The Constitution was not designed, however, to be neat and efficient, but to protect individual liberty against government despotism. That the jurors’ lack of knowledge stems at least in part from the judicial exertion of power, and that the jury’s nullification power played an important role in criminal jury trials at the Founders’ time, counsels in favor of finding this evolution unconstitutional…. Because the common-law jury at the Founders’ time was in control of the judiciary by virtue of rendering the ultimate decision in its ve rdict, and because the court at the time of the Founders told the jury that the jury was the master of the law and of the facts, the Supreme Court and the Tenth Circuit’s precedent that the trial court should not instruct the jury about nullification seems inconsistent with the Framers’ intention in adopting the Sixth Amendment jury trial right. Moreover, the requirement that the court not allow the lawyers to encourage nullification is inconsistent with the practice at the time of the Framers, as exhibited by Hamilton’s conduct in People v. Croswell. While it is messy to openly talk to the jury about jury nullification in the modern American judicial system, the Constitution, thank goodness, is not always about efficiently convicting defendants.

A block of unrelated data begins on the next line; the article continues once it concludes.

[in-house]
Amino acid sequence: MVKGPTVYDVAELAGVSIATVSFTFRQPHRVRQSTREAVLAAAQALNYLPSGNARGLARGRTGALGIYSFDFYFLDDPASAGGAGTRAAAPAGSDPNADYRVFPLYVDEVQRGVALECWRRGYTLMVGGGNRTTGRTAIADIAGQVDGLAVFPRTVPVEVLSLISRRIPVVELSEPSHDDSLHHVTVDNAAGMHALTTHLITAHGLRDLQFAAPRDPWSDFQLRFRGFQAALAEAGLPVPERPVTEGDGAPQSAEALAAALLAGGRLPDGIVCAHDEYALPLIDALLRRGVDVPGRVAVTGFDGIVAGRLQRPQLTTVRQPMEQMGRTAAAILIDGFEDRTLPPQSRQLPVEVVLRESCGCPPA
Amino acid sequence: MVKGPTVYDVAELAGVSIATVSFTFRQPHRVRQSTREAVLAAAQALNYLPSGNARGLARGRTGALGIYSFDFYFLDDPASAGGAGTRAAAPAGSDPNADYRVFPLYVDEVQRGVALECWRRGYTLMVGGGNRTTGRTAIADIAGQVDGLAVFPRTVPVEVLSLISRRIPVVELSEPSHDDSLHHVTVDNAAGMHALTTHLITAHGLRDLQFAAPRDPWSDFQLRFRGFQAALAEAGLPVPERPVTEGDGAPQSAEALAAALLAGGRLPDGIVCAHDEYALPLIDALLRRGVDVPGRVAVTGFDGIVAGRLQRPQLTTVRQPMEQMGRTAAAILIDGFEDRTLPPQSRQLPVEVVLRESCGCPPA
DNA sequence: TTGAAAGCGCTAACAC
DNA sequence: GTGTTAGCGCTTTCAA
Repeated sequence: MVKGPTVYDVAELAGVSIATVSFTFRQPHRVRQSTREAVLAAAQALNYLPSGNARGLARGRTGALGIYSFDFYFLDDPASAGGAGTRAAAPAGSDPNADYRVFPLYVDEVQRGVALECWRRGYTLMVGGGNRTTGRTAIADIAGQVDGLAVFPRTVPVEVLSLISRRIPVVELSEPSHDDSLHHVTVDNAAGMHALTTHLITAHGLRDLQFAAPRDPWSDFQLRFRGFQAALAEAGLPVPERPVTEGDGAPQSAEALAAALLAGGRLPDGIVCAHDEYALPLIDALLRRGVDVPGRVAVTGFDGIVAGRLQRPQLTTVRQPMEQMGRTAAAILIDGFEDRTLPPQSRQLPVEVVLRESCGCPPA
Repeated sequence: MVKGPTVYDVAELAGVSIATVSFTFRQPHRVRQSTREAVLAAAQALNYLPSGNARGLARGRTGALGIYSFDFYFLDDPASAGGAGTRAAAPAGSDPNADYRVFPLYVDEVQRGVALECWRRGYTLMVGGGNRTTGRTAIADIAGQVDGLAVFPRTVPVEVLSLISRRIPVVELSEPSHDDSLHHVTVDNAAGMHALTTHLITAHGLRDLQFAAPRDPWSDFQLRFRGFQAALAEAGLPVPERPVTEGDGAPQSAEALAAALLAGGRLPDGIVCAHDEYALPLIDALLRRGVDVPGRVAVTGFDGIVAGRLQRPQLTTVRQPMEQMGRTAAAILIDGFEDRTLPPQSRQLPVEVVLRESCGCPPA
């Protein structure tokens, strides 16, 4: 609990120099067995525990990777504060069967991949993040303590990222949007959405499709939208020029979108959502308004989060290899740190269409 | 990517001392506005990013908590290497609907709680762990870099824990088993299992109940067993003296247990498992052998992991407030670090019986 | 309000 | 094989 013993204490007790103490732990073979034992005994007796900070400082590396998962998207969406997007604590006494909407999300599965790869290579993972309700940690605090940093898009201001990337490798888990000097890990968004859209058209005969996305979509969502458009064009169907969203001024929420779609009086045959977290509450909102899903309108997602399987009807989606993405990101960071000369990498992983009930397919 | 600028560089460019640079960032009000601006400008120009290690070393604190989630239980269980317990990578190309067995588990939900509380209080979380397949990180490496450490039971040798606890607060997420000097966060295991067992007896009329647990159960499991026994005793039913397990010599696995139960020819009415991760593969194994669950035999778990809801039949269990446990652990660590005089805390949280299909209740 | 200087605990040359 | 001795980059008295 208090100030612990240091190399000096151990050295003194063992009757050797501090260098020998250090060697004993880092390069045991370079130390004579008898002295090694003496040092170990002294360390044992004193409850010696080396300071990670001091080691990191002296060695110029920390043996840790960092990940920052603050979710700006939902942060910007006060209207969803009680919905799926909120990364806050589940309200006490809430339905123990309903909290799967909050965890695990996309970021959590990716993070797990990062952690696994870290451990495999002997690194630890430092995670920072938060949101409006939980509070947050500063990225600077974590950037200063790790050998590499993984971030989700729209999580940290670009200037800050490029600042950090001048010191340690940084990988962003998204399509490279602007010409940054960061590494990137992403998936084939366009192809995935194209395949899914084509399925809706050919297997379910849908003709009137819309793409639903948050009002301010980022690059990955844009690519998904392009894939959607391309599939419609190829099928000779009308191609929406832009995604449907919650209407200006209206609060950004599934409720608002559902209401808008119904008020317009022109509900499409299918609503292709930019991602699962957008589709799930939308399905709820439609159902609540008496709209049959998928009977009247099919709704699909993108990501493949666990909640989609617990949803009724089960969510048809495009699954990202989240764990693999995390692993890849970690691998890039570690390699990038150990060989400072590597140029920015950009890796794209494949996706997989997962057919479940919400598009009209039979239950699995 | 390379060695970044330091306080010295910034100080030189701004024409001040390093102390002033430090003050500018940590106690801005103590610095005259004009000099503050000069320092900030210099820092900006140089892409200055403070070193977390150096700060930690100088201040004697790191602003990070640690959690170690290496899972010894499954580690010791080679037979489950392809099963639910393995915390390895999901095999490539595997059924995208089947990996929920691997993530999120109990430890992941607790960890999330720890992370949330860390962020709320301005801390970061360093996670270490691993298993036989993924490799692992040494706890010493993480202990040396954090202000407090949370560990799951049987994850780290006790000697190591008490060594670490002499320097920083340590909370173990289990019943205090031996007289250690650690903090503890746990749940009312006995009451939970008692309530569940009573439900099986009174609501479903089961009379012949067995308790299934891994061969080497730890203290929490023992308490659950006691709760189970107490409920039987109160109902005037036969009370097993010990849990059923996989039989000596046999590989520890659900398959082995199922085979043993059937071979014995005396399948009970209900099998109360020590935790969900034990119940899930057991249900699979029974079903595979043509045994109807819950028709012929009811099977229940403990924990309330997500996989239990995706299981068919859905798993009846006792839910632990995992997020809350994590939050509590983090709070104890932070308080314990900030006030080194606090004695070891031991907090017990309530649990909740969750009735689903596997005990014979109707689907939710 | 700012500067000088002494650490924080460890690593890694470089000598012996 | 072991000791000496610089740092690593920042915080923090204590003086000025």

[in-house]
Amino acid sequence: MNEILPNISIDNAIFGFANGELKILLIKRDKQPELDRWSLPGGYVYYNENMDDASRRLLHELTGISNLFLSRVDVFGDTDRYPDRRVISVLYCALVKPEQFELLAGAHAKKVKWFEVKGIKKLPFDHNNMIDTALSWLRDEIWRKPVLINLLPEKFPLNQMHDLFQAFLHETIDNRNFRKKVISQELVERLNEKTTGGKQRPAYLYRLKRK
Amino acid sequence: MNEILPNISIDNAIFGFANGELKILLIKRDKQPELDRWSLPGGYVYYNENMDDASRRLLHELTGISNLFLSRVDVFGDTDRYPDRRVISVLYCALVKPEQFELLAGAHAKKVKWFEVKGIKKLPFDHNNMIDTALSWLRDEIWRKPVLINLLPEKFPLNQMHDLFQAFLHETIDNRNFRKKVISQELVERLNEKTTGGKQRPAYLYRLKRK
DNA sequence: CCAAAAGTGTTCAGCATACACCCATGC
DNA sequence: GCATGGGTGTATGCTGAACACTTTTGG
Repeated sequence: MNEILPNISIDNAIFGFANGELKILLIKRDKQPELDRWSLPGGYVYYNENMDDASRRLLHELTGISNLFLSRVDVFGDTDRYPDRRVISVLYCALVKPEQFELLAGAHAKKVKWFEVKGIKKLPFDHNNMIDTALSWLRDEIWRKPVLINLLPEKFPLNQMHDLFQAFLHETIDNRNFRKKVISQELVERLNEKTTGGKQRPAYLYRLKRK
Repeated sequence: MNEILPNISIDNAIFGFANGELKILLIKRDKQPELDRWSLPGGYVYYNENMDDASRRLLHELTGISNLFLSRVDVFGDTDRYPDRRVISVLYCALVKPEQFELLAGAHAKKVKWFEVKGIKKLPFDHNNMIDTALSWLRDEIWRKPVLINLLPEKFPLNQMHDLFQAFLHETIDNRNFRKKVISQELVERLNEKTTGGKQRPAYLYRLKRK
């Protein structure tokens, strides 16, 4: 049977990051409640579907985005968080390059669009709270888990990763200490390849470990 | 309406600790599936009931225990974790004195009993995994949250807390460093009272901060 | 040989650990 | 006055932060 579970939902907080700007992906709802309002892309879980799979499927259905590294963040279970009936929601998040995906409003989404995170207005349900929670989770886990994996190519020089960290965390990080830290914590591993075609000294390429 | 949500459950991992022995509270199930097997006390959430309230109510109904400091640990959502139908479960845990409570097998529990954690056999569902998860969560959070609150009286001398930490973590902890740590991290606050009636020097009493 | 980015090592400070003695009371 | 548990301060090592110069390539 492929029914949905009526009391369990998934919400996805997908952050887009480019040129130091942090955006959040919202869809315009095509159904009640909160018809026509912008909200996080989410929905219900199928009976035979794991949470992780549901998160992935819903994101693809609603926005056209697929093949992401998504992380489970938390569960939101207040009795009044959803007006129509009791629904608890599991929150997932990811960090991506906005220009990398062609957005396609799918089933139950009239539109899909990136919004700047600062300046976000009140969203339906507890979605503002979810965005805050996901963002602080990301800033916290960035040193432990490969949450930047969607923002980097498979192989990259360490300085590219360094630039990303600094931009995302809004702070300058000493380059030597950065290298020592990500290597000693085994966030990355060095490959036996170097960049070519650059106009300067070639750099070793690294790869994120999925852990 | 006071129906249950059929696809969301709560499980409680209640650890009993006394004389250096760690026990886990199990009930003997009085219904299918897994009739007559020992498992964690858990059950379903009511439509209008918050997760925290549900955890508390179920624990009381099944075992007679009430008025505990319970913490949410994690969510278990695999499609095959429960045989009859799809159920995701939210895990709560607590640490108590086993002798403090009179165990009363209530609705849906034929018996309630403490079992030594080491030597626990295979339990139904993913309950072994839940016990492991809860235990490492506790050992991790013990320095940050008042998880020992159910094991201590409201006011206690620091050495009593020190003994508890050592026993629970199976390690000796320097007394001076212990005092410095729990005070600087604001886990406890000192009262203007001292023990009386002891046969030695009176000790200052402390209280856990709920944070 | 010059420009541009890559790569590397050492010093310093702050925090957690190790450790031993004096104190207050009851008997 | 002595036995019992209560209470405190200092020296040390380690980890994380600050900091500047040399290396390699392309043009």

As a good district judge, he refrained from simply ruling the way he thought best, explaining that, as a judge, he “must adhere to the established precedent until the Supreme Court explicity reconsiders it.”
Third, do check out & spread the word about the new jury nullification video project in the works by our friends at Flex Your Rights.